Irish Distillers announces partnership with the Digital Repository of Ireland 

The distillers historic documents will soon be digitised and available to search for free on DRI

Pictured at Irish Distillers: Carol Quinn, Irish Distillers and Dr Lisa Griffith, DRI

Irish Distillers announced a partnership with the Digital Repository of Ireland (DRI), the national body charged with providing digital preservation and access to Ireland’s humanities, cultural heritage, and social sciences data.

Irish Distillers is the first Irish commercial company to partner with the DRI in this manner. The partnership will see records from the Irish Distillers archive digitised and uploaded to the Repository and made openly available from anywhere in the world.

Preserved in the archive are items such as handwritten ledgers containing financial records, some dating from the late 1700s, as well as more modern commercial records, historic mashbills and labels from across the globe.

In partnership with the DRI’s team of digital archivists, records will be identified, digitised and then ingested to the Repository. Preserving important records for the long-term will offer researchers and the public alike a unique insight into Irish history. Work has already begun on identifying suitable archives from the collection at Midleton. The selected materials will be uploaded to the DRI portal over the next 18 months.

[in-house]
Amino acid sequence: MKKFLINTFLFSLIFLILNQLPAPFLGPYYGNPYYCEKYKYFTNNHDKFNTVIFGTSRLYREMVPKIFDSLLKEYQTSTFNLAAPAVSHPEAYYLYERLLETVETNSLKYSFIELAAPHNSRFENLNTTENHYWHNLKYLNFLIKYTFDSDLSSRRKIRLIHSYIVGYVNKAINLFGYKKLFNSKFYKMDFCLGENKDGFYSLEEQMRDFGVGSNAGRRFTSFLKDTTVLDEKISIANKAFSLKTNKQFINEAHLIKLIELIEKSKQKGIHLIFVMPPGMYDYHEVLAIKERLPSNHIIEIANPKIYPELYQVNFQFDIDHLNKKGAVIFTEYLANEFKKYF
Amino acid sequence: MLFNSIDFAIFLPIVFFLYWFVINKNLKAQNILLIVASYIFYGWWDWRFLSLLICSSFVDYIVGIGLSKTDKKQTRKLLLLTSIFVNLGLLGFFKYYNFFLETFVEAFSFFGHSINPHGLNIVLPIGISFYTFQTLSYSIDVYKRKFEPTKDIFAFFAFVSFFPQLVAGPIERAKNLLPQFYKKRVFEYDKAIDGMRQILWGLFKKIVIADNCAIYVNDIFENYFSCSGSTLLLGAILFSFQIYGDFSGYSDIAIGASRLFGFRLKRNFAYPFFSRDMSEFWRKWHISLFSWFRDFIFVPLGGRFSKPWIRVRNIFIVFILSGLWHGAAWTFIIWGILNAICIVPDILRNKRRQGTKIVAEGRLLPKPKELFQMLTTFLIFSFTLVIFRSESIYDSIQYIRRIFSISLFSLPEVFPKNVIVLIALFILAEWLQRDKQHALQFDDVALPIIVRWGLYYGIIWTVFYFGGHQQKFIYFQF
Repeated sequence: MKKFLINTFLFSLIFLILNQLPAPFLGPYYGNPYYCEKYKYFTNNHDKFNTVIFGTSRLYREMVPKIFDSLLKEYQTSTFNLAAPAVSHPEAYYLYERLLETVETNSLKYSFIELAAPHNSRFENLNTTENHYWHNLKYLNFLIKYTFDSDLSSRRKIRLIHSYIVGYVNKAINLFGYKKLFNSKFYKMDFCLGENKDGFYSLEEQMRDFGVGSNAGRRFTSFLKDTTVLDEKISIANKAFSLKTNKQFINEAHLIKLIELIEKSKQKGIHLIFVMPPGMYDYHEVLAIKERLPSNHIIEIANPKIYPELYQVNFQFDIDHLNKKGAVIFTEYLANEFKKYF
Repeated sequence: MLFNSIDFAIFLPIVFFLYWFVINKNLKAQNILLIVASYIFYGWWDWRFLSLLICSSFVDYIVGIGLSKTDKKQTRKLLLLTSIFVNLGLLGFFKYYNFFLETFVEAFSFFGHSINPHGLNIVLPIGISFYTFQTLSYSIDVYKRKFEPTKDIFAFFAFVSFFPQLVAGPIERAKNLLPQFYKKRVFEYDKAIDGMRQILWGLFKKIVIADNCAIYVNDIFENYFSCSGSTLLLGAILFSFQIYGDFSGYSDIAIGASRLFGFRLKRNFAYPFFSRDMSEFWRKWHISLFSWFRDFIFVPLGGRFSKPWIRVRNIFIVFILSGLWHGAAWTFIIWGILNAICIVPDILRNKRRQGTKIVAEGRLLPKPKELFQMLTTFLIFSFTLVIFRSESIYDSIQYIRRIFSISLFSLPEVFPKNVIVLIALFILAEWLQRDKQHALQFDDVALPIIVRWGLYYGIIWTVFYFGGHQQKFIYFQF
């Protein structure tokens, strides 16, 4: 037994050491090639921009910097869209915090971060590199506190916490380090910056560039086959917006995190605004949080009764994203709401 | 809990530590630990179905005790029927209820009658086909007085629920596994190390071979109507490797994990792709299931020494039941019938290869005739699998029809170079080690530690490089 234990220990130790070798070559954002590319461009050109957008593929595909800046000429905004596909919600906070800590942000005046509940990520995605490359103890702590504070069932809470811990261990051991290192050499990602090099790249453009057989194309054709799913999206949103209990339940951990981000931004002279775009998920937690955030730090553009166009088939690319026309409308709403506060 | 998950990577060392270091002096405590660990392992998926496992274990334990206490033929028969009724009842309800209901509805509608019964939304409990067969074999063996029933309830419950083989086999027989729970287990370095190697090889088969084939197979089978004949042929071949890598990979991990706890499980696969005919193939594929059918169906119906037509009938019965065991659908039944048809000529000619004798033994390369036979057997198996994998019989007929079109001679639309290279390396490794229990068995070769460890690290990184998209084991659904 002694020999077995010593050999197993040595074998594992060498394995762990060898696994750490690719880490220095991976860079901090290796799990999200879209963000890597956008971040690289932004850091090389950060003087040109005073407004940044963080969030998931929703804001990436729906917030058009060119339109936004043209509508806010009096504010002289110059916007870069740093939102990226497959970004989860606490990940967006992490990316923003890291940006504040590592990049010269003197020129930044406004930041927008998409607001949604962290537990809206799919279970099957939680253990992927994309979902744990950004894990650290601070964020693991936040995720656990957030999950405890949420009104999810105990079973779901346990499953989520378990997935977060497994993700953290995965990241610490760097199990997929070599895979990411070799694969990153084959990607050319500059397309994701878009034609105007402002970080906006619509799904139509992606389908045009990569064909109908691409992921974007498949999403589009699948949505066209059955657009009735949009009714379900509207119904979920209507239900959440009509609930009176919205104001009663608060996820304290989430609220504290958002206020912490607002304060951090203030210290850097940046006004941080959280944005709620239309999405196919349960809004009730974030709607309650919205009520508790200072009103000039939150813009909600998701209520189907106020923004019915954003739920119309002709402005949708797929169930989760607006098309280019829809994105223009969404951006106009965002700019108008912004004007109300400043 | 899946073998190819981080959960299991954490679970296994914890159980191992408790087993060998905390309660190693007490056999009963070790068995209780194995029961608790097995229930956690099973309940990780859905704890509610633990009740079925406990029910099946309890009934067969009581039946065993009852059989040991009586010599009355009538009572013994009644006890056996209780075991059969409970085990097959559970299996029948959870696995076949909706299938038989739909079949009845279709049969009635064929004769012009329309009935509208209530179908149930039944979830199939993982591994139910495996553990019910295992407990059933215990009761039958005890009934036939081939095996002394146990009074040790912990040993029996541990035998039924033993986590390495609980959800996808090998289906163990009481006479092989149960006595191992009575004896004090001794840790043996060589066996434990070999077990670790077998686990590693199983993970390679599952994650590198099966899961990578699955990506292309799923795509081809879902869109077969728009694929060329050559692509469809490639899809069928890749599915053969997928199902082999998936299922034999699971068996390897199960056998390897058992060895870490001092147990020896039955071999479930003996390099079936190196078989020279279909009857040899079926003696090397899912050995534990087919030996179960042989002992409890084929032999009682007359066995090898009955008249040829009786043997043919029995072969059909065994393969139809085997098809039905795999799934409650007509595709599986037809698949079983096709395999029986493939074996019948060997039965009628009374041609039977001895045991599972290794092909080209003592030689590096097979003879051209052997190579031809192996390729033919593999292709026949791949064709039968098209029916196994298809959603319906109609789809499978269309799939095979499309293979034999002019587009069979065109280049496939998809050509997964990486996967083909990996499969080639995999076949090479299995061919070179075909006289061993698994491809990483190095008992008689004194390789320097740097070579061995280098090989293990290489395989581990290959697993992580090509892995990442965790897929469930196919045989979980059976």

Carol Quinn, head of archives, Irish Distillers, said: “We have such a rich documentary archive with unexpected research value. Even routine correspondence with distinctive letterheads can offer a glimpse into the history of printing and design in Ireland. We have been looking for a way to make as much material as possible available for public research to as a wide a community as possible, and now in partnership with the DRI we have someone one who can help and advise on that process.”

Dr Lisa Griffith, interim director, DRI, said: “Irish Distillers Archive are the first commercial archive to make its records available for open access online through the Digital Repository of Ireland. This will provide ground-breaking access to their archive, allowing researchers to investigate these collections from a wide range of angles, and share this rich resource with the wider public.”

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